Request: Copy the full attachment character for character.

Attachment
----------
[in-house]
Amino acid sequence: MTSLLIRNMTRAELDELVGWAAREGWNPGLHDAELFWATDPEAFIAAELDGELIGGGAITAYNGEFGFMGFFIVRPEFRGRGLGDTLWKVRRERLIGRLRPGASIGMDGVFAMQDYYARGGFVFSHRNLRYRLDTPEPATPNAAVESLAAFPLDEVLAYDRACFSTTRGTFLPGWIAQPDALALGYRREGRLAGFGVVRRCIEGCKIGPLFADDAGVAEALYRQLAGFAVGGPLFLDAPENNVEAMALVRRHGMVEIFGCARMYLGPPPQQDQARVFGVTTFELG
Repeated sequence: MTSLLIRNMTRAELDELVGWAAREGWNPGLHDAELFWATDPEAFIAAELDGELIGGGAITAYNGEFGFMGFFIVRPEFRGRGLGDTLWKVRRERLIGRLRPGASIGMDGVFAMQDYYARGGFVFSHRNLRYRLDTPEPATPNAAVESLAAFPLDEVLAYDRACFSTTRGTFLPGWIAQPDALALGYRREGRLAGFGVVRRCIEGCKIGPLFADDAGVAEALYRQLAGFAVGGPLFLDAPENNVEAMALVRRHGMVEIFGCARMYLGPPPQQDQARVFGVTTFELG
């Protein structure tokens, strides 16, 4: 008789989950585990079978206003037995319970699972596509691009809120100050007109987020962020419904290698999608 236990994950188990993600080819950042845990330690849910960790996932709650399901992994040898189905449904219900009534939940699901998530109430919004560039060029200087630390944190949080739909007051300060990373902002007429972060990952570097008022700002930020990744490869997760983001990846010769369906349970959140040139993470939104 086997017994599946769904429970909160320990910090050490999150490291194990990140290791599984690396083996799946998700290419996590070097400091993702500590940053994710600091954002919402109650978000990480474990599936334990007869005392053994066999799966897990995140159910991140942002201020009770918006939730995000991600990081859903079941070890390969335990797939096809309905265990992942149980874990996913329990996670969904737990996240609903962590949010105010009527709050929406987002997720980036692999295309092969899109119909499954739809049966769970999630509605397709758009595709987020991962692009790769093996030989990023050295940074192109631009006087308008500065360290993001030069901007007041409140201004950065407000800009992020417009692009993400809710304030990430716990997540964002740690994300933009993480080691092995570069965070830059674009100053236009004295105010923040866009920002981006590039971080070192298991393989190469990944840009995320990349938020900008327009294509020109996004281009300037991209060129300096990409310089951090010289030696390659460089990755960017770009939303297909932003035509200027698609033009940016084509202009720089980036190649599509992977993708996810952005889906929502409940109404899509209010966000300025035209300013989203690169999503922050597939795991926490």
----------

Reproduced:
[in-house]
Amino acid sequence: MTSLLIRNMTRAELDELVGWAAREGWNPGLHDAELFWATDPEAFIAAELDGELIGGGAITAYNGEFGFMGFFIVRPEFRGRGLGDTLWKVRRERLIGRLRPGASIGMDGVFAMQDYYARGGFVFSHRNLRYRLDTPEPATPNAAVESLAAFPLDEVLAYDRACFSTTRGTFLPGWIAQPDALALGYRREGRLAGFGVVRRCIEGCKIGPLFADDAGVAEALYRQLAGFAVGGPLFLDAPENNVEAMALVRRHGMVEIFGCARMYLGPPPQQDQARVFGVTTFELG
Repeated sequence: MTSLLIRNMTRAELDELVGWAAREGWNPGLHDAELFWATDPEAFIAAELDGELIGGGAITAYNGEFGFMGFFIVRPEFRGRGLGDTLWKVRRERLIGRLRPGASIGMDGVFAMQDYYARGGFVFSHRNLRYRLDTPEPATPNAAVESLAAFPLDEVLAYDRACFSTTRGTFLPGWIAQPDALALGYRREGRLAGFGVVRRCIEGCKIGPLFADDAGVAEALYRQLAGFAVGGPLFLDAPENNVEAMALVRRHGMVEIFGCARMYLGPPPQQDQARVFGVTTFELG
């Protein structure tokens, strides 16, 4: 008789989950585990079978206003037995319970699972596509691009809120100050007109987020962020419904290698999608 236990994950188990993600080819950042845990330690849910960790996932709650399901992994040898189905449904219900009534939940699901998530109430919004560039060029200087630390944190949080739909007051300060990373902002007429972060990952570097008022700002930020990744490869997760983001990846010769369906349970959140040139993470939104 086997017994599946769904429970909160320990910090050490999150490291194990990140290791599984690396083996799946998700290419996590070097400091993702500590940053994710600091954002919402109650978000990480474990599936334990007869005392053994066999799966897990995140159910991140942002201020009770918006939730995000991600990081859903079941070890390969335990797939096809309905265990992942149980874990996913329990996670969904737990996240609903962590949010105010009527709050929406987002997720980036692999295309092969899109119909499954739809049966769970999630509605397709758009595709987020991962692009790769093996030989990023050295940074192109631009006087308008500065360290993001030069901007007041409140201004950065407000800009992020417009692009993400809710304030990430716990997540964002740690994300933009993480080691092995570069965070830059674009100053236009004295105010923040866009920002981006590039971080070192298991393989190469990944840009995320990349938020900008327009294509020109996004281009300037991209060129300096990409310089951090010289030696390659460089990755960017770009939303297909932003035509200027698609033009940016084509202009720089980036190649599509992977993708996810952005889906929502409940109404899509209010966000300025035209300013989203690169999503922050597939795991926490």